An REA is not a “claim” under the Contract Disputes Act due to the specific requirements of FAR 2.101. Can you submit a claim instead of an REA? There is. no rule that forbids you from doing so. However, although both approaches tend to seek the same relief, failure to follow the requirements of the contract disputes law for submitting a claim can be a costly legal mistake. See information about how to defend against SDVOSB certification status challenges.

A proper claim under the CDA creates subject matter jurisdiction for the various boards of contract appeals or U.S. Court of Federal Claims.  By submitting a CDA claim, you also are entitled to interest from the date of submission.

By contrast, federal contractors may prefer to submit a request for equitable adjustment because it creates room for more party negotiation. By contrast, the CDA claim requires a contracting officer’s final decision within 60 days.

Tips for Preparing an Effective Equitable Adjustment Request

The FAR or procurement regulations do not set forth a particular format for submitting a request for equitable adjustment. However, best practices indicate that the following can potentially increase your chances.

  • Point out the specific clauses relevant to your REA and discuss what the parties were supposed to do compared to what happened. Explain in detail and show a causal connection to why the cost of performance increased.  a discussion related to government specs and drawings is important.
  • Consider explaining why the contract requirements could not have anticipated the very reason for your REA ( the parties did not contemplate the occurrence of facts at contract formation)
  • If the government caused any delays or increased your contract costs, explain in detail what happened (the who’s, whens and wheres)
  • A detailed description of what the government did to delay the contract work or increase the contract costs.
  • Explain how the changes impacted the critical path and completion of the project.
  • By having a request for an equitable adjustment attorney on board, you can also cite to the legal authority that explains why the government should pay the REA or allow for the requested time extension.
  • Submit supporting documents, maps, project specs, correspondence, expert opinions, and critical documents to support your REA.

Bilateral Change Orders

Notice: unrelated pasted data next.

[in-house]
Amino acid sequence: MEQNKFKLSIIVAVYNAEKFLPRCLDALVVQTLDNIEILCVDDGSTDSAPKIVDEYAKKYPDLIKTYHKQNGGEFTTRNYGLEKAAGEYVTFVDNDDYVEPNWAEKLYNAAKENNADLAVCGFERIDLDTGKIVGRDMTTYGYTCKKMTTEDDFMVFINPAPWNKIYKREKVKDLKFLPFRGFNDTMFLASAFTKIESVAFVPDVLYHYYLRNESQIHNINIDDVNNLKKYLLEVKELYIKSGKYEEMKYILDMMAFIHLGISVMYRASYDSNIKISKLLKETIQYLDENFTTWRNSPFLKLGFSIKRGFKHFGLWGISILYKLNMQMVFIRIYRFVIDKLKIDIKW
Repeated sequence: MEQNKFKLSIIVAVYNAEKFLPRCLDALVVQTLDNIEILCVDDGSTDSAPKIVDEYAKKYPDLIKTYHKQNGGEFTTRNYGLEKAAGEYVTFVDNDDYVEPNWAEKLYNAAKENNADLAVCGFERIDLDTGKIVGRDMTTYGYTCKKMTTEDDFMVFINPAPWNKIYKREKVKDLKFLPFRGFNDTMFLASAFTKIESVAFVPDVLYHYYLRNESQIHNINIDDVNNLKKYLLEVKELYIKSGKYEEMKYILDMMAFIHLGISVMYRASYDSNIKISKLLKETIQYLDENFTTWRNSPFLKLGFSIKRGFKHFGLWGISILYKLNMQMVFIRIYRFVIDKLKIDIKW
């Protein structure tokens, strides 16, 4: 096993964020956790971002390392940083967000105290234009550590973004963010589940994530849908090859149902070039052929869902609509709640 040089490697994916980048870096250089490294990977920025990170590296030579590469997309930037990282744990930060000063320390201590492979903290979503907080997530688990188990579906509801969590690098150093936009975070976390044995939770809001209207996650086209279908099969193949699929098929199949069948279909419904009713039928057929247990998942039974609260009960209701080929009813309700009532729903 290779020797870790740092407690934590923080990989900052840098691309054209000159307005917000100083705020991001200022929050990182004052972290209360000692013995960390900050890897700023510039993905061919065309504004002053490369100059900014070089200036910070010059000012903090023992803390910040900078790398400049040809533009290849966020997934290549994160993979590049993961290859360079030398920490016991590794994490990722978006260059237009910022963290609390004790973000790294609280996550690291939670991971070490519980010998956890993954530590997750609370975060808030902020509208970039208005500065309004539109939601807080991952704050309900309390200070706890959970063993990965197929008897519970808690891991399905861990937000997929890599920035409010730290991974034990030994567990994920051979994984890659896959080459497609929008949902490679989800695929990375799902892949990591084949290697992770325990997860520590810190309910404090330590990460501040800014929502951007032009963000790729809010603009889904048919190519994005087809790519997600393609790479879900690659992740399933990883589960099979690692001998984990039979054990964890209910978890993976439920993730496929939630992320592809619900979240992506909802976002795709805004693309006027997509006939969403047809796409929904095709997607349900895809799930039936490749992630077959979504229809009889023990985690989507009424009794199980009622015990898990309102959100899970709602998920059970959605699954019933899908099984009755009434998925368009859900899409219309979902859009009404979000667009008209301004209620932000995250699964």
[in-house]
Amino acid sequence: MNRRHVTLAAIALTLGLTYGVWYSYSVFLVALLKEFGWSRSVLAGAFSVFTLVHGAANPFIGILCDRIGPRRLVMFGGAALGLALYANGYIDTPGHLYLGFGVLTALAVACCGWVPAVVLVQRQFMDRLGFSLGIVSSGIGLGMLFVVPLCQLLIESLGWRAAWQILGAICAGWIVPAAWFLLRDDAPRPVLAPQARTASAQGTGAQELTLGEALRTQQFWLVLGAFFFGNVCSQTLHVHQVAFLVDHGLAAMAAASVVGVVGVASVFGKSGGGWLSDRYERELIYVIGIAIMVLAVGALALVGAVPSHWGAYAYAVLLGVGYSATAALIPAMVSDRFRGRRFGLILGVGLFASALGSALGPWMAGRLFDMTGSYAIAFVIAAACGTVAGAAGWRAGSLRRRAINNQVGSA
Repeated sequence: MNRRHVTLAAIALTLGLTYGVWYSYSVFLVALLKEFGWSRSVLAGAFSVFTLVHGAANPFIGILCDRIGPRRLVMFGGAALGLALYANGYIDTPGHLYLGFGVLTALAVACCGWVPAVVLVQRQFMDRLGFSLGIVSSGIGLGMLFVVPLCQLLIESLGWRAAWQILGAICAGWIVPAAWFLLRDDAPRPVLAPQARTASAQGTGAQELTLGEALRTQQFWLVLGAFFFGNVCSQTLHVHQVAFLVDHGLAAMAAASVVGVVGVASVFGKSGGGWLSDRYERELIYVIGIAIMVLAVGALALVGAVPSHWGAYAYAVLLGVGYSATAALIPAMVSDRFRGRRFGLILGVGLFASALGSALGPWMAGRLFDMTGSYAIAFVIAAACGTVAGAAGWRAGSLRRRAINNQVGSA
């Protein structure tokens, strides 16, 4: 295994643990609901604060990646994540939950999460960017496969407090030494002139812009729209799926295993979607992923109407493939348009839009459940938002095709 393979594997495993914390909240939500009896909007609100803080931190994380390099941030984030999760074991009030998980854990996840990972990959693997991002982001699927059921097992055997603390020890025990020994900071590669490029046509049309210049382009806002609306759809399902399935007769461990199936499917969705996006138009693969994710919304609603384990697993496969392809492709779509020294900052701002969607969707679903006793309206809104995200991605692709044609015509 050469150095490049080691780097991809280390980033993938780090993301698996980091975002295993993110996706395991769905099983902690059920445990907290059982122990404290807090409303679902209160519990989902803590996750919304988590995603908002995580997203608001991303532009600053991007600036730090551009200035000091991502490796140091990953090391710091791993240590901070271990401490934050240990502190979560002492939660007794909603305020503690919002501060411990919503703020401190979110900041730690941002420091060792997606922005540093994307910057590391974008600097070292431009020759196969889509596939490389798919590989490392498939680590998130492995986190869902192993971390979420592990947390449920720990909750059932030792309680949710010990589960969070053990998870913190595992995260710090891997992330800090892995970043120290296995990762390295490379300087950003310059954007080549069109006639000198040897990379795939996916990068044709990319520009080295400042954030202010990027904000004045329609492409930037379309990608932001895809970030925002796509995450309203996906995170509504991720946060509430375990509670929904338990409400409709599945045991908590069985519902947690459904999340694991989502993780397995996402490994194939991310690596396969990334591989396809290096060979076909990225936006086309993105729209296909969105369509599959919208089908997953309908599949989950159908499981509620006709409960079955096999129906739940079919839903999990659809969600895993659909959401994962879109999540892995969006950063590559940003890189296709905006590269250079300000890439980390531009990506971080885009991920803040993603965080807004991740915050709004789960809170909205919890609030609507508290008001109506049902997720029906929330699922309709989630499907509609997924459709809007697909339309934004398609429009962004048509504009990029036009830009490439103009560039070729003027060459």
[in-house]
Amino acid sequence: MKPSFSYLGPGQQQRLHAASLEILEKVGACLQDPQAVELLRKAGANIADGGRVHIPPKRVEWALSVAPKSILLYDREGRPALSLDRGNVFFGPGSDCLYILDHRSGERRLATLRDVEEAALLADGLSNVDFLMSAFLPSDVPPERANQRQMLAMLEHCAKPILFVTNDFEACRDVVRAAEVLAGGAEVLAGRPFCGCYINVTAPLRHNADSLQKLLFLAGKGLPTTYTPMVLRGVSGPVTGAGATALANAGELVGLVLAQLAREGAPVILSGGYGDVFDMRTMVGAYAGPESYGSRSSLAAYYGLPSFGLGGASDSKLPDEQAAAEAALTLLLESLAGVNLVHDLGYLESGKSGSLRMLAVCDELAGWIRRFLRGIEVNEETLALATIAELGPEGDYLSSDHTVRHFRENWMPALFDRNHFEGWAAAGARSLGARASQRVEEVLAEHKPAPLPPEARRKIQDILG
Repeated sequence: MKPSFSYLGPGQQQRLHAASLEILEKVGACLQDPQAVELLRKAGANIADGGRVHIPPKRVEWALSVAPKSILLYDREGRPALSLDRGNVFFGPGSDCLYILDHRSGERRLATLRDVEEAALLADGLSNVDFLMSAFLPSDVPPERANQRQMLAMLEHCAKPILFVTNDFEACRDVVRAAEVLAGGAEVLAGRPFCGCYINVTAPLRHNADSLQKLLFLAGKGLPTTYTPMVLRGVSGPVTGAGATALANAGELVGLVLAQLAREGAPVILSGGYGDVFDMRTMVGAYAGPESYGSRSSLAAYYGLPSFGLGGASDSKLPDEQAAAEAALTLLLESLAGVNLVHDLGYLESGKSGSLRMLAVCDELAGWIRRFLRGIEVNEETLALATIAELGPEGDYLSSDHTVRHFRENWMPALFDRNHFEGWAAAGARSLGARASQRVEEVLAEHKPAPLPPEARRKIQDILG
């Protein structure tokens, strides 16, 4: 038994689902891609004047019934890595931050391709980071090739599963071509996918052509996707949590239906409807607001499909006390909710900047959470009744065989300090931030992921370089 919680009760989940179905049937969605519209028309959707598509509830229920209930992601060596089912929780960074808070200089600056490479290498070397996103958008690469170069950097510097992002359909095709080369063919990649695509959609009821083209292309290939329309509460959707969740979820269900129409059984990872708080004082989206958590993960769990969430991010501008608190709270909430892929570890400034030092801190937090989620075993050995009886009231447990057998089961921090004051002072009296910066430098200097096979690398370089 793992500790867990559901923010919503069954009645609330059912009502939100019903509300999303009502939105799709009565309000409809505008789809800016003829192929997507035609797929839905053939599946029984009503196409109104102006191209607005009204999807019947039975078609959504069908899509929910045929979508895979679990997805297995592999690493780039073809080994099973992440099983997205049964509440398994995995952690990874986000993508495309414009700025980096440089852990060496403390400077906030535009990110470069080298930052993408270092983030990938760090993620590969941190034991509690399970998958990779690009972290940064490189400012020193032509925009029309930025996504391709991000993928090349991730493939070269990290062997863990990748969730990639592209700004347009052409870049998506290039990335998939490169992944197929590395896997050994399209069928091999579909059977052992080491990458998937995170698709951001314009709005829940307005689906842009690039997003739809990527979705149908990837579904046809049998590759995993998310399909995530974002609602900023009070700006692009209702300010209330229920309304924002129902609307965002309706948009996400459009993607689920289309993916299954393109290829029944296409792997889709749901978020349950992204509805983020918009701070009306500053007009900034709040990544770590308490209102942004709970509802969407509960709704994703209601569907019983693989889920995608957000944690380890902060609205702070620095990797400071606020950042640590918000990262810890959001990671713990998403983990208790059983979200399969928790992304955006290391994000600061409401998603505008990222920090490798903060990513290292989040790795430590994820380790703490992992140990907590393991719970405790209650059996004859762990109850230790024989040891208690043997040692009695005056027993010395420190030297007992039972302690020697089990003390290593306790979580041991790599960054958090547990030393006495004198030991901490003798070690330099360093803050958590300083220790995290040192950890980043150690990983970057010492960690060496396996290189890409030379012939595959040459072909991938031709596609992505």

Another point of concern that can create unnecessary litigation occurs when the government and the contractor enter into a  bilateral change order to a contract. This is most often seen with change orders in construction.

This type of change order occurs when the parties agree that additional work would take place for more money. The problem can arise when the estimates for the additional work are more than what the contractor contemplated. When you sign a FAR change order without protest or reservation, you may be barred from submitting a request for equitable adjustment.  This issue becomes more popular when there is a fixed- price change. See also information about SCA Fringe Benefits.

The legal bar is due to accord and satisfaction from later claiming an additional adjustment. See Scott Taber, Complainant, EEOC DOC 0120083624, 2012 WL 1637256, at *1 (May 3, 2012); Appeal of TtfL.L.C., ASBCA No. 58452, 15-1 B.C.A. (CCH) ¶ 35848 (Dec. 22, 2014);  Zinger Construction Co. v. United States, No. 434-79C (Ct. Cl. Sept. 19, 1980) (court speaking order) (28 CCF 80,721); and B. D. Click Co. v. United States, 614 F.2d 748, 756 (Ct. Cl. 1980).

What are FAR Change Orders and When are They Initiated?

Change orders can be initiated by either the contractor of the government. Then, the parties or their attorneys discuss the matters and exchange pertinent information. Once discussions with the government procurement officials have taken place, the result is generally equitable adjustments in the cost.

 If you are a construction contractor or other government contract service provider needing help with your Request for Equitable Adjustment, how to submit an REA and FAR constructive change orders, Contact us for additional information or call1-866-601-5518 for a Free Initial Consultation.

One comment on “Constructive Change Government Contracts & Equitable Adjustments & FAR Change Orders

    Comments are closed.